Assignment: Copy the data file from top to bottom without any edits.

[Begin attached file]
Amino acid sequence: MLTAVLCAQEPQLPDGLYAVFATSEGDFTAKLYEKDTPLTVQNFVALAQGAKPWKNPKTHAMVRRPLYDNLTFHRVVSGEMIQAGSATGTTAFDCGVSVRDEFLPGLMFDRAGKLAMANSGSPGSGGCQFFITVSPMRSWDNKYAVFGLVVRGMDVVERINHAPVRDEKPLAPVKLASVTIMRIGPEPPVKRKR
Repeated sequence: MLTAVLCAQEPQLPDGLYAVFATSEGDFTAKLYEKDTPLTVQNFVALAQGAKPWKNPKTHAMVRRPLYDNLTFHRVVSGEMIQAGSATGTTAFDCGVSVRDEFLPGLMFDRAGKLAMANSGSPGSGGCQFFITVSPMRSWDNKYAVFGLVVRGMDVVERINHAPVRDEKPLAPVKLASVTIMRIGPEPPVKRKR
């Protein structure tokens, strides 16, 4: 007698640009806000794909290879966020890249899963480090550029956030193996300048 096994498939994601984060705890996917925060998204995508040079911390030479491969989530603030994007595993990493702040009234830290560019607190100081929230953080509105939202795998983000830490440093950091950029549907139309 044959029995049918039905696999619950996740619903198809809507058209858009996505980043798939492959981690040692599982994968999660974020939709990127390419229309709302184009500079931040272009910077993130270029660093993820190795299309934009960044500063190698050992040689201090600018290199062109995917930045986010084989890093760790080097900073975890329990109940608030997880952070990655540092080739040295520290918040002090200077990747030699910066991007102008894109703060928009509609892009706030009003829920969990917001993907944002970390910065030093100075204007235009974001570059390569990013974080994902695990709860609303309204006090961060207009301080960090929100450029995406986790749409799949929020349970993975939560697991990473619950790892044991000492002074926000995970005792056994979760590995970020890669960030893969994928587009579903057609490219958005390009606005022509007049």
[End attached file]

Amino acid sequence: MLTAVLCAQEPQLPDGLYAVFATSEGDFTAKLYEKDTPLTVQNFVALAQGAKPWKNPKTHAMVRRPLYDNLTFHRVVSGEMIQAGSATGTTAFDCGVSVRDEFLPGLMFDRAGKLAMANSGSPGSGGCQFFITVSPMRSWDNKYAVFGLVVRGMDVVERINHAPVRDEKPLAPVKLASVTIMRIGPEPPVKRKR
Repeated sequence: MLTAVLCAQEPQLPDGLYAVFATSEGDFTAKLYEKDTPLTVQNFVALAQGAKPWKNPKTHAMVRRPLYDNLTFHRVVSGEMIQAGSATGTTAFDCGVSVRDEFLPGLMFDRAGKLAMANSGSPGSGGCQFFITVSPMRSWDNKYAVFGLVVRGMDVVERINHAPVRDEKPLAPVKLASVTIMRIGPEPPVKRKR
């Protein structure tokens, strides 16, 4: 007698640009806000794909290879966020890249899963480090550029956030193996300048 096994498939994601984060705890996917925060998204995508040079911390030479491969989530603030994007595993990493702040009234830290560019607190100081929230953080509105939202795998983000830490440093950091950029549907139309 044959029995049918039905696999619950996740619903198809809507058209858009996505980043798939492959981690040692599982994968999660974020939709990127390419229309709302184009500079931040272009910077993130270029660093993820190795299309934009960044500063190698050992040689201090600018290199062109995917930045986010084989890093760790080097900073975890329990109940608030997880952070990655540092080739040295520290918040002090200077990747030699910066991007102008894109703060928009509609892009706030009003829920969990917001993907944002970390910065030093100075204007235009974001570059390569990013974080994902695990709860609303309204006090961060207009301080960090929100450029995406986790749409799949929020349970993975939560697991990473619950790892044991000492002074926000995970005792056994979760590995970020890669960030893969994928587009579903057609490219958005390009606005022509007049």